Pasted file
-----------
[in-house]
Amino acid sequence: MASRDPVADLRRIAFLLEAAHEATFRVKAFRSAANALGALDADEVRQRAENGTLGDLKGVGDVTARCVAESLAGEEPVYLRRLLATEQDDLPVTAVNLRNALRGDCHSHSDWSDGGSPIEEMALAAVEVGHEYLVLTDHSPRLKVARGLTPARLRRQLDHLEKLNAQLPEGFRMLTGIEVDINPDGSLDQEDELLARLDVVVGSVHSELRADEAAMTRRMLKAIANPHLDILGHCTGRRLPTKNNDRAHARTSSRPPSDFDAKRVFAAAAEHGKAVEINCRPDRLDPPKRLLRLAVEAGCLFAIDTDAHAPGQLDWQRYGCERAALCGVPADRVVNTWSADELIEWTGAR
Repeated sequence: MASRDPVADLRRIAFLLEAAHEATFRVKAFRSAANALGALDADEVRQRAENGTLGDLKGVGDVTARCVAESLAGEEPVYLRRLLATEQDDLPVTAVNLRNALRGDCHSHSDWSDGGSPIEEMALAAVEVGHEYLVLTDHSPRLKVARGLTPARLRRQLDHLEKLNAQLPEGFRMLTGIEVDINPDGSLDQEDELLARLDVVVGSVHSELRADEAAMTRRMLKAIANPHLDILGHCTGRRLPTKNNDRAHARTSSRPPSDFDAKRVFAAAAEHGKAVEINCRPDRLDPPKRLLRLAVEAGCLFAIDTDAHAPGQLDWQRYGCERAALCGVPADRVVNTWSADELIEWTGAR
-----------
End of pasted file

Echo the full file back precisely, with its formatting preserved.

[in-house]
Amino acid sequence: MASRDPVADLRRIAFLLEAAHEATFRVKAFRSAANALGALDADEVRQRAENGTLGDLKGVGDVTARCVAESLAGEEPVYLRRLLATEQDDLPVTAVNLRNALRGDCHSHSDWSDGGSPIEEMALAAVEVGHEYLVLTDHSPRLKVARGLTPARLRRQLDHLEKLNAQLPEGFRMLTGIEVDINPDGSLDQEDELLARLDVVVGSVHSELRADEAAMTRRMLKAIANPHLDILGHCTGRRLPTKNNDRAHARTSSRPPSDFDAKRVFAAAAEHGKAVEINCRPDRLDPPKRLLRLAVEAGCLFAIDTDAHAPGQLDWQRYGCERAALCGVPADRVVNTWSADELIEWTGAR
Repeated sequence: MASRDPVADLRRIAFLLEAAHEATFRVKAFRSAANALGALDADEVRQRAENGTLGDLKGVGDVTARCVAESLAGEEPVYLRRLLATEQDDLPVTAVNLRNALRGDCHSHSDWSDGGSPIEEMALAAVEVGHEYLVLTDHSPRLKVARGLTPARLRRQLDHLEKLNAQLPEGFRMLTGIEVDINPDGSLDQEDELLARLDVVVGSVHSELRADEAAMTRRMLKAIANPHLDILGHCTGRRLPTKNNDRAHARTSSRPPSDFDAKRVFAAAAEHGKAVEINCRPDRLDPPKRLLRLAVEAGCLFAIDTDAHAPGQLDWQRYGCERAALCGVPADRVVNTWSADELIEWTGAR